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Climate Change and Health by City Tech Blogger Jimmol Singh

Climate change is one of the biggest problems the world is facing right now. Although climate change occurs naturally over the century, due to anthropogenic emission of greenhouse gasses, uses of fossil fuels, and many other factors, it greatly affects different region of the earth causing a speedy change. As the earth grows warmer, the health of humans will be at high risk due to disease spreading and other related factors.

Climate Change effect of Vector-Borne Diseases

One of the types of diseases that will be affected due to Climate Change is Vector-Borne Diseases. Vector Borne diseases are infections that are transmitted by the bite of infected arthropod species, such as mosquitoes, ticks, or sandflies. There are many factors that influence the characteristics of Vector-Borne Diseases such as habitat destruction, land use, pesticide application, host density, and climate. In this case, the main focus will mainly consist of the effect climate change has on Vector-Borne Disease.

According to European Centre for Disease Prevention and Control, “in turn influencing habitat suitability, distribution and abundance; intensity and temporal pattern of vector activity (particularly biting rates) throughout the year; and rates of development, survival, and reproduction of pathogens within vectors. However, the climate is only one of many factors influencing vector distribution, such as habitat destruction, land use, pesticide application, and host density.”  The rise in global temperature can lengthen seasons. As the global temperature increases, arthropod species like mosquitoes can travel in higher altitude causing them to travel farther distance than they normally do.

Warmer global temperature also means increased rainfall. Rainfall might sound good but it’s not, an increase in rainfall could lead to crop destruction and an increase in rainfall means that that the area will become more humid. A humid environment allows these insects to breed and the warmer the climate, the faster they breed. According to USA Today, “Strong floodwaters often wash away mosquito eggs, which would be good news. But mosquito eggs already laid in containers, such as empty buckets or tires, could be protected from surging water and then be stimulated to hatch after the flooding recedes, said Peter Hotez, dean of the National School of Tropical Medicine at Baylor College of Medicine in Houston.” The chances of this happening again are not far-fetched and could definitely occur again.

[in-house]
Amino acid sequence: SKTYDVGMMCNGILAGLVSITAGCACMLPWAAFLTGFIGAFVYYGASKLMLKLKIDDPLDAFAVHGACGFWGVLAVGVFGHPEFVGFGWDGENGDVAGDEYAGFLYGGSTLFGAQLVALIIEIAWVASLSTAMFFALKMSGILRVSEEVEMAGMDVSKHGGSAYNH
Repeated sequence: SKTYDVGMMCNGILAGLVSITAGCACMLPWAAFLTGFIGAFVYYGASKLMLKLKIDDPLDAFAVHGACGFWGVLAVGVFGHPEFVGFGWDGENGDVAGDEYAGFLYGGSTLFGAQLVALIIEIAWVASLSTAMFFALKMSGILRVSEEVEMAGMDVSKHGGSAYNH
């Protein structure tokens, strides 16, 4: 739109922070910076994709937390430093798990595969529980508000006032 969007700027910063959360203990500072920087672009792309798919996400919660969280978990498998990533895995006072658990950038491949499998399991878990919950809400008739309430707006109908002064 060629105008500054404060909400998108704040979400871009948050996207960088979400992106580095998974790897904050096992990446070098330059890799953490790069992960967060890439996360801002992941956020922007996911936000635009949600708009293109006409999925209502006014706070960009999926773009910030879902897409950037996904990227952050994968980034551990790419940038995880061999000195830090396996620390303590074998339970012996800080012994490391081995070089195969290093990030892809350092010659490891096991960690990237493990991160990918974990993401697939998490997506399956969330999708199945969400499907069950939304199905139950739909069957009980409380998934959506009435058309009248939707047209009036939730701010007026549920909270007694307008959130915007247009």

Human Migration

With vector-borne disease increasing due to the rise in the global temperature, human migration will be strongly affected by this. Every day, people migrate from location to location. Species have adapted to their own environment making them immune to the threats the lies in that given area.  Humans will be affected by these diseases because their immune system has not for the most part been exposed to some of these types of diseases prompting them to become more likely to get sick. According to Climatenexus.org, “Human migration exposes people to viruses to which they are not immune. As populations migrate in response to climate change, they bring disease to new regions and urban areas. Infectious diseases spread more quickly in overcrowded urban areas”.  With the introduction of new disease into the environment and with people constantly traveling in urban environments, the chances of the disease spreading will be higher.

Other Health Issues Humans will face due to Climate Change.

There are a lot more health issues that are related due to the global temperature rise but here are a few facts from Research Portfolio Online Reporting Tools regarding Climate change and human health: “As the ambient temperature of a region rises, it affects the region’s ecology and may create conditions in which populations of disease-carrying animals or insects can increase. Disease vectors such as mosquitoes, ticks, flies and other insects in this variety, occur in greater numbers over longer periods during the year and expand the locations in which they thrive. Climate change also affects air movement and quality by increasing airborne allergens and pollution, thereby expanding or changing patterns of human exposure and resulting health effects. Extreme weather events due to climate change may cause people to experience geographic displacement, damage to their property, loss of loved ones, and chronic stress—all of which can negatively affect mental health. Populations already experiencing social, economic, and environmental disruption are particularly vulnerable to these effects.”

 

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